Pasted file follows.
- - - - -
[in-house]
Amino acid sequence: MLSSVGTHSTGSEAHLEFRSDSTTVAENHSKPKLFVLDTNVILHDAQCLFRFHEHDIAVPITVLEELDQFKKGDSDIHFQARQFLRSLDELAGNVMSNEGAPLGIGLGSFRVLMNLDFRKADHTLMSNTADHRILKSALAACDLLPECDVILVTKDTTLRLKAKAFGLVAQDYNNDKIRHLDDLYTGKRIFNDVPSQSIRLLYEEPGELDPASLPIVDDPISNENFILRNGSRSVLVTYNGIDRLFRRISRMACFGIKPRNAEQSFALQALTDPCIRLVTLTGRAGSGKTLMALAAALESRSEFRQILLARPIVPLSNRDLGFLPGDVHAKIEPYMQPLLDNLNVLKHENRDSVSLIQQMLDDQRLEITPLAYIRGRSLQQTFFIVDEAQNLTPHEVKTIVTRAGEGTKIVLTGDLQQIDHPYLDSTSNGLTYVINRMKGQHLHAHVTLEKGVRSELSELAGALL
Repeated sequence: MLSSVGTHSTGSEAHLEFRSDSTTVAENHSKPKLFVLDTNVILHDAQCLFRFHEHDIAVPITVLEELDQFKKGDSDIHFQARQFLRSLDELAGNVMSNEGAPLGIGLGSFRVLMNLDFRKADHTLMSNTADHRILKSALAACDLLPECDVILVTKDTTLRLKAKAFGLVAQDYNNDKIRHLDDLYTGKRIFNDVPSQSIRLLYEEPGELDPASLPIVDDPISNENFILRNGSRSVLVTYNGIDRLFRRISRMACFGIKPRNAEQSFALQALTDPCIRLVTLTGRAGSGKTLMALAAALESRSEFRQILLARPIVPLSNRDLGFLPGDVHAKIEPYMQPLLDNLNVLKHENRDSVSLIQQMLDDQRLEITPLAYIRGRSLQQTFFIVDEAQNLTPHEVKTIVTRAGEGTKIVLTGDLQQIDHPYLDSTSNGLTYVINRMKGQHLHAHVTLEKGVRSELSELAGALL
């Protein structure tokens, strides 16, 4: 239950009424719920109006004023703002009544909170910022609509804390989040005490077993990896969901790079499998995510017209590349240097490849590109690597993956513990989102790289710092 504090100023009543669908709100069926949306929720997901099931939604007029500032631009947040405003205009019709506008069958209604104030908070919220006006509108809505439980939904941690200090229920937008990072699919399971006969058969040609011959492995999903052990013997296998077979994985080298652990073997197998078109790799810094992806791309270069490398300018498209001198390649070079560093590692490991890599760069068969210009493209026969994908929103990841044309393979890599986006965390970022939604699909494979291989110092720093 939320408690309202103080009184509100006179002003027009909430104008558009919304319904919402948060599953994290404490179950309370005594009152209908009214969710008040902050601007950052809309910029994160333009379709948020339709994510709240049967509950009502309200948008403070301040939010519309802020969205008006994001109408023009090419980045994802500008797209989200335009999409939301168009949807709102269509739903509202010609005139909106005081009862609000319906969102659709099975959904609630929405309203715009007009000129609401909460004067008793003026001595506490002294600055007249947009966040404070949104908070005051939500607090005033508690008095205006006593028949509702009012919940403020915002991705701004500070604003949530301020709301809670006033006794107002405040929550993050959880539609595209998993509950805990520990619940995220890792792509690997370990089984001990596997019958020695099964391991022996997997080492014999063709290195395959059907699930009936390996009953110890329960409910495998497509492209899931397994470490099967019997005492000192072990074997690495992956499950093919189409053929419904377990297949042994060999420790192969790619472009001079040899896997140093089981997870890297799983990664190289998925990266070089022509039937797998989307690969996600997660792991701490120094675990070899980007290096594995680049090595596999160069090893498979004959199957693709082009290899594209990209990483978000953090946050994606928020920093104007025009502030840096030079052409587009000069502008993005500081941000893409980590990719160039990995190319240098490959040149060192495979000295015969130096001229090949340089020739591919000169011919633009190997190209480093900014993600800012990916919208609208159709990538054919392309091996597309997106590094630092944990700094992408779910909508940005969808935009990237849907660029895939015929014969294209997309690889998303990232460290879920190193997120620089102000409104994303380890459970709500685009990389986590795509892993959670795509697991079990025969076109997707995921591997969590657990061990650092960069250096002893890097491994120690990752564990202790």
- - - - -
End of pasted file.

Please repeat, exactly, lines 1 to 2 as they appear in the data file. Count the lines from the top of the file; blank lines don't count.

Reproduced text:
[in-house]
Amino acid sequence: MLSSVGTHSTGSEAHLEFRSDSTTVAENHSKPKLFVLDTNVILHDAQCLFRFHEHDIAVPITVLEELDQFKKGDSDIHFQARQFLRSLDELAGNVMSNEGAPLGIGLGSFRVLMNLDFRKADHTLMSNTADHRILKSALAACDLLPECDVILVTKDTTLRLKAKAFGLVAQDYNNDKIRHLDDLYTGKRIFNDVPSQSIRLLYEEPGELDPASLPIVDDPISNENFILRNGSRSVLVTYNGIDRLFRRISRMACFGIKPRNAEQSFALQALTDPCIRLVTLTGRAGSGKTLMALAAALESRSEFRQILLARPIVPLSNRDLGFLPGDVHAKIEPYMQPLLDNLNVLKHENRDSVSLIQQMLDDQRLEITPLAYIRGRSLQQTFFIVDEAQNLTPHEVKTIVTRAGEGTKIVLTGDLQQIDHPYLDSTSNGLTYVINRMKGQHLHAHVTLEKGVRSELSELAGALL